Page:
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RESO Web API works by providing a standardized interface to MLS databases, allowing IDX applications and websites to query listings in real time and return them in a user’s search results.

Still unsure of what that means? Don’t worry. We’ll unpack it piece by piece.

Let’s start with the basics.

What is RESO Web API?

RESO Web API is a standard designed to streamline data transfers between MLSs and agent websites to facilitate IDX and the development of real estate software. This is important because the real estate industry is decentralized.

Instead of having a single, national MLS, the U.S. real estate industry is broken into 1 700+ small and medium MLS. This can cause headaches for developers seeking to serve clients in multiple markets.

The Real Estate Standards Organization (RESO) has been working to streamline data practices between MLS for more than a decade though its implementation of RETS and RESO Data Dictionary.

RESO Web API is simply the latest evolution of these standards designed to provide new levels of coordination in the industry and spurs new product development.

How Is RESO Web API Different from RETS?

RESO Web API is different from RETS because it is an application programming interface rather than an XML feed, which allows for direct calls to the MLS in response to a user search.

There is no question that RETS transformed the real estate industry. But it came with a tradeoff—storage. RETS works by keeping a database of property listings on an agent’s web servers and updating that database incrementally with new and modified listings from the MLS.

It’s a system that works. But it’s no longer the most efficient way to go about a data transfer.


What Are the Advantages of RESO Web API?

The advantages of RESO Web API are:

1. Streamlined data transfer procedures

2. Common protocol for product development

3. Lower hosting costs

4. Enhanced security for MLS data

5. Easier integration with third-party applications

6. Reduces coding requirements

So How Specifically Does RESO Web API Work?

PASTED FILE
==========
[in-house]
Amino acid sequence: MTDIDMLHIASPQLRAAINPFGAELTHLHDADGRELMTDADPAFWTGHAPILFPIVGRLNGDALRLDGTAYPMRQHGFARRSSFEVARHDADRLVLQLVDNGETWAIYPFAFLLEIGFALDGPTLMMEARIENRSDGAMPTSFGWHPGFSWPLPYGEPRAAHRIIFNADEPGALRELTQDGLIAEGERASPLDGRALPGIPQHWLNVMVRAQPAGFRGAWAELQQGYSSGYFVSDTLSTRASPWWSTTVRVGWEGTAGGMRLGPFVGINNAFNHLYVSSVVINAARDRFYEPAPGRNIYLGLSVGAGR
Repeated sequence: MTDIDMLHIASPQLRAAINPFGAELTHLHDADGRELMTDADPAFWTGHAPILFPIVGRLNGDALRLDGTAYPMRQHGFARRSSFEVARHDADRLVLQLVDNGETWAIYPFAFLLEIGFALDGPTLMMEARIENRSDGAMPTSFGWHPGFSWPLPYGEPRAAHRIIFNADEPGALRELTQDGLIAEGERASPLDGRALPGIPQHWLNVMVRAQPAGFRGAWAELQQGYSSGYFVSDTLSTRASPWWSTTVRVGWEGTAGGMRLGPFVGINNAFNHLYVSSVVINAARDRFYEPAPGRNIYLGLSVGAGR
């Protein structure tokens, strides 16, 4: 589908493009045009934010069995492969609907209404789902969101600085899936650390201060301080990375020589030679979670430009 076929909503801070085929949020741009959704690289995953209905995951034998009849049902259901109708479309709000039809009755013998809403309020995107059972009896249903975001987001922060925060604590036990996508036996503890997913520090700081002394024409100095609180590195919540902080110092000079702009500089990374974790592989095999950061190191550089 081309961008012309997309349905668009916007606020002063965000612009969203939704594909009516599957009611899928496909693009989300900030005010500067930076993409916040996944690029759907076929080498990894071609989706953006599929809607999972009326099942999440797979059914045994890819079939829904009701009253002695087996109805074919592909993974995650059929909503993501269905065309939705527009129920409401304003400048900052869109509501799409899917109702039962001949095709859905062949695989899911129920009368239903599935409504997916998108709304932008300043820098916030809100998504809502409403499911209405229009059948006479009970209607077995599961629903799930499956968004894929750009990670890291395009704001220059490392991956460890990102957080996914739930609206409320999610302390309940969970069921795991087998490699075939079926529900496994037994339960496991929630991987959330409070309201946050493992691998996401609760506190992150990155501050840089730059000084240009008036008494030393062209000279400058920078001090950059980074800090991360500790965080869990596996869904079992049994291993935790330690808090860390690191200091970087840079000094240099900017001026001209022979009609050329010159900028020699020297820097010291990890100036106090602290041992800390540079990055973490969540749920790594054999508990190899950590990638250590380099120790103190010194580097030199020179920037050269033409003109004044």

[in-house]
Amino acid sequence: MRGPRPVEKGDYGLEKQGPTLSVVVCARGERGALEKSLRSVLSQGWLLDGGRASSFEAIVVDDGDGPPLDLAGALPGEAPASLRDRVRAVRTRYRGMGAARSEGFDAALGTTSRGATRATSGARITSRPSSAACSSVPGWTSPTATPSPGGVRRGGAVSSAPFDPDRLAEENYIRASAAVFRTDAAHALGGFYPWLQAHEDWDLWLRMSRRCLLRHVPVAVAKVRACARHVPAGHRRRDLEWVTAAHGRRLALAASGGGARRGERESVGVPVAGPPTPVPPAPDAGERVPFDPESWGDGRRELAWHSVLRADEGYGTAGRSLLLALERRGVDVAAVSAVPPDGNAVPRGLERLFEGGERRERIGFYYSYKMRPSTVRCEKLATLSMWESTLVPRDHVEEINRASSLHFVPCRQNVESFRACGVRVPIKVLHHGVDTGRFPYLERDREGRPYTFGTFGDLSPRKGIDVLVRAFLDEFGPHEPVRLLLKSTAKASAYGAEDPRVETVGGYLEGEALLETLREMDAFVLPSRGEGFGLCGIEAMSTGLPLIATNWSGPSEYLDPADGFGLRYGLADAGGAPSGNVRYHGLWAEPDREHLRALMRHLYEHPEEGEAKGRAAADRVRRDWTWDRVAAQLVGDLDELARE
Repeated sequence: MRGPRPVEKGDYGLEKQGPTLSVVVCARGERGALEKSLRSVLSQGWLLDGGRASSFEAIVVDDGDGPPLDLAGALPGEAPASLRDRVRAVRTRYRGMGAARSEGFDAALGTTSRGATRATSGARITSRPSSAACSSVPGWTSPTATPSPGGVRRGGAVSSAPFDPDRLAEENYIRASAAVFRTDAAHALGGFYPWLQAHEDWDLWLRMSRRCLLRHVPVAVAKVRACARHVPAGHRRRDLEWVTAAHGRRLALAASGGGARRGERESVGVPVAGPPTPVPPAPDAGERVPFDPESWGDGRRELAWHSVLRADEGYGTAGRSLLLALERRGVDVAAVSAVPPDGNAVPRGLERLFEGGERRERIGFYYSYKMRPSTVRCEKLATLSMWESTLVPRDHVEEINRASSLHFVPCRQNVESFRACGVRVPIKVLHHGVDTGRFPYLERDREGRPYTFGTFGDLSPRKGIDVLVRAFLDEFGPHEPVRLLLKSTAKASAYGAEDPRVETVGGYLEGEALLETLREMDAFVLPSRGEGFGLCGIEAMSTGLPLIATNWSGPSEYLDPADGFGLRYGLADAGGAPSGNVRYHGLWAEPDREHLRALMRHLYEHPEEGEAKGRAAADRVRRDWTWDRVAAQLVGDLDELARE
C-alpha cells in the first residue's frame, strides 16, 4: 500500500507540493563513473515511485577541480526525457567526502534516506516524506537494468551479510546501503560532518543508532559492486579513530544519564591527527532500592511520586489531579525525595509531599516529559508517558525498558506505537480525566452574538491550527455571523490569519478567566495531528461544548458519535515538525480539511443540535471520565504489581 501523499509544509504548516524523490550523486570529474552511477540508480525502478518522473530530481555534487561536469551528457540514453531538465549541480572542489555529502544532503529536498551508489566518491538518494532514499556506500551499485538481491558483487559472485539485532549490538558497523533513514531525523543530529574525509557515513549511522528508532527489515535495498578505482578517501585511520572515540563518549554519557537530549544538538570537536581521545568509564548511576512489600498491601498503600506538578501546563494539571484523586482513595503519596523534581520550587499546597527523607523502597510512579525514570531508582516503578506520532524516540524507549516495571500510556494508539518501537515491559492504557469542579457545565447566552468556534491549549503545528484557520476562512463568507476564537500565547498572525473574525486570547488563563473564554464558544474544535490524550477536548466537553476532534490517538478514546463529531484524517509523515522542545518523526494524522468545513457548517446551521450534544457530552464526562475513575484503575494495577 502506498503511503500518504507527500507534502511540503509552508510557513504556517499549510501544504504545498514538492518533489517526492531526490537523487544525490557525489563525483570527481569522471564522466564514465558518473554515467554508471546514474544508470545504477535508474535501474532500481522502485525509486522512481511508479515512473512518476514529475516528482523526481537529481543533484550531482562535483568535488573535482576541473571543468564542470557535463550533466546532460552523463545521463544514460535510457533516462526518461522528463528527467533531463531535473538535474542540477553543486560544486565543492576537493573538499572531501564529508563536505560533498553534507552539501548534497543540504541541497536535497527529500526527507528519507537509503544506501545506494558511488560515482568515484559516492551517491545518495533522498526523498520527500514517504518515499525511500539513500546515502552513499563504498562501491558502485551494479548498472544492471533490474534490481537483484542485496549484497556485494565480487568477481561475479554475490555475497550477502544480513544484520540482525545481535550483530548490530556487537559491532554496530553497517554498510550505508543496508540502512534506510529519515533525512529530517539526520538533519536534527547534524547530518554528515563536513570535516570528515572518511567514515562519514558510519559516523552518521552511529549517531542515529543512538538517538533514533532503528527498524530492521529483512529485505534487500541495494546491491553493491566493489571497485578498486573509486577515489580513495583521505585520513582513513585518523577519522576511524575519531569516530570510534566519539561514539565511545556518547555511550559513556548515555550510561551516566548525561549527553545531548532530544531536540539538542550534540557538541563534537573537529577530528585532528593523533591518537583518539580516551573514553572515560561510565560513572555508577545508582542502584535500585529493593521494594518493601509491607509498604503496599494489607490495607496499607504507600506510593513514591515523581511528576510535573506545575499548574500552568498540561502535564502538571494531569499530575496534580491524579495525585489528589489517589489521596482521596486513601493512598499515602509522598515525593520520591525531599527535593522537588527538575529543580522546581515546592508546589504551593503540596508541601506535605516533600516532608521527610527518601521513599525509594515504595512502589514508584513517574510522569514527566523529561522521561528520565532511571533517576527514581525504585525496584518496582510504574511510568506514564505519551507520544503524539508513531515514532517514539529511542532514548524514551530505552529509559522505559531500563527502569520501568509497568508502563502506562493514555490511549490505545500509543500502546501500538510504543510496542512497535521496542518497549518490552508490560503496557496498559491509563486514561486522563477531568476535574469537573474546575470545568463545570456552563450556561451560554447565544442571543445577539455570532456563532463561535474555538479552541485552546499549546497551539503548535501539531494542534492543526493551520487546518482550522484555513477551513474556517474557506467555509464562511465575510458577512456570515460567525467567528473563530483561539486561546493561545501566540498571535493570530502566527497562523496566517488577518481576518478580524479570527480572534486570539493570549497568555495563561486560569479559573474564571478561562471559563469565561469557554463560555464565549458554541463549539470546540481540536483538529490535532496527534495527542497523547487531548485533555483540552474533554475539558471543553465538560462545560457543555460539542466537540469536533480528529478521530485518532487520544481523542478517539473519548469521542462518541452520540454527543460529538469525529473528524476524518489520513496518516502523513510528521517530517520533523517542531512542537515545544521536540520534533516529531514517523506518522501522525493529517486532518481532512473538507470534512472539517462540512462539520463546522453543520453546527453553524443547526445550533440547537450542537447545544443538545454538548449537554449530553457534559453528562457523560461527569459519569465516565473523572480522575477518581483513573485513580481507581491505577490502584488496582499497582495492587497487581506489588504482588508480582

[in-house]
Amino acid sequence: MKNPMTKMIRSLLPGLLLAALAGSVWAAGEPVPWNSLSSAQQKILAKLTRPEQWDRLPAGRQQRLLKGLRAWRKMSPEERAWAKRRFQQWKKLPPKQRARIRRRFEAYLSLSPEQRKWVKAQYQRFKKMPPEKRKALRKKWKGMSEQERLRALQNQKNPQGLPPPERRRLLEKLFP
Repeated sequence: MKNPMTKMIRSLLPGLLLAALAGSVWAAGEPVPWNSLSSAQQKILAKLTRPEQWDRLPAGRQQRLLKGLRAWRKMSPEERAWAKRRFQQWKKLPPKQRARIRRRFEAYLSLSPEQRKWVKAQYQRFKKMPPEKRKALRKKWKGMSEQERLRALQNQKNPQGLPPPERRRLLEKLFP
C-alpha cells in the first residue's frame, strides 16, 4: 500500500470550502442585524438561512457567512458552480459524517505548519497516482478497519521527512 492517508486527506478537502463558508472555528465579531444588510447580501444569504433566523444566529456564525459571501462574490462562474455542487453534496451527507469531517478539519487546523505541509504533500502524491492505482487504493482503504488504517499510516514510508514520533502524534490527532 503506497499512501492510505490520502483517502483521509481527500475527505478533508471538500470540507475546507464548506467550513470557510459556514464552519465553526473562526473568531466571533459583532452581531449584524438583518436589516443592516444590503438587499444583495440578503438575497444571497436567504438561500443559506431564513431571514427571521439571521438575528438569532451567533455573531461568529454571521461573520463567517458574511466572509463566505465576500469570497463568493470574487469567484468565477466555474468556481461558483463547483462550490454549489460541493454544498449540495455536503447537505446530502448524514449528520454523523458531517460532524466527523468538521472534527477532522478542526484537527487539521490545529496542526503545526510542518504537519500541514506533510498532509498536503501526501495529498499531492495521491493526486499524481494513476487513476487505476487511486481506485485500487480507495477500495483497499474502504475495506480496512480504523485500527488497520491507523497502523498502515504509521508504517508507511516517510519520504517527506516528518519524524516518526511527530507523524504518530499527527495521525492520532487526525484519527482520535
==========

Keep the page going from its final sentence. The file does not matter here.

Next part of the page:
Now that you have some background, we’ll get into the details of how it works.

RESO Web API works by providing a streamlined access point to an MLS database. Where RETS required developers to duplicate the MLS database on local servers and update it incrementally, RESO Web API packages MLS access into a single component.

This decouples the MLS database from websites and other applications, while retaining the ability for users to query the data in real time.

RESO Web API also takes advantage of a more open approach to data real estate transfers by using a Representational State Transfer (REST) architecture. REST has community of tens of thousands of developers world wide, and it should help drive real estate technology development deeper into mobile and social media applications.

To interact with the data, RESO Web API uses the Open Data, a widely used global technology protocol. This provides a level of consistency with other technologies and frees developers from having to learn and write unique code.

Where the Google Maps API severed as the catalyst for mobile mapping technology, RESO hopes its Web API serves as the catalyst for real estate technology.

So that’s how RESO Web API works. Did we forget something? Leave a note in the comments. For more check out What is the Difference Between RETS and VOW?

marilyn wilson
WAV Group - Arroyo Grande, CA

Great article! Clearly outlines the value of the RESO Web APi. Is RealtyNA RESO certified?

Nov 13, 2018 09:07 PM
Realtyna Inc

Hey marilyn wilson! Yes, Realtyna is RESO Client certified. Our RETS server solution is based on RESO guidelines :)

Nov 14, 2018 05:24 AM
Jeremy Crawford

Awesome Article. Just a couple of points, we keep track of the number of MLSs nationwide on a weekly basis, due to consolidations, regionalizations, mergers, etc. the industry is now down to right around 645 MLSs and the number continues to decrease month to month slowly. Regarding the RESO Web API, it fully supports replication, and has additional methods as compared with RETS including Queuing and the future option of a Publish / Subscribe version that RETS does not have, and some companies still need to replicate based upon product need, like big data analytics, where others, as noted can access MLS data on the fly (think agent idx websites) on demand and not need to replicate data in any manner. Regarding OData, there are many "off the shelf" OData clients available in various platforms and programming languages, and RESO has also created open source free clients for industry use and will continue to enhance them based upon community feedback.

Nov 26, 2018 09:13 AM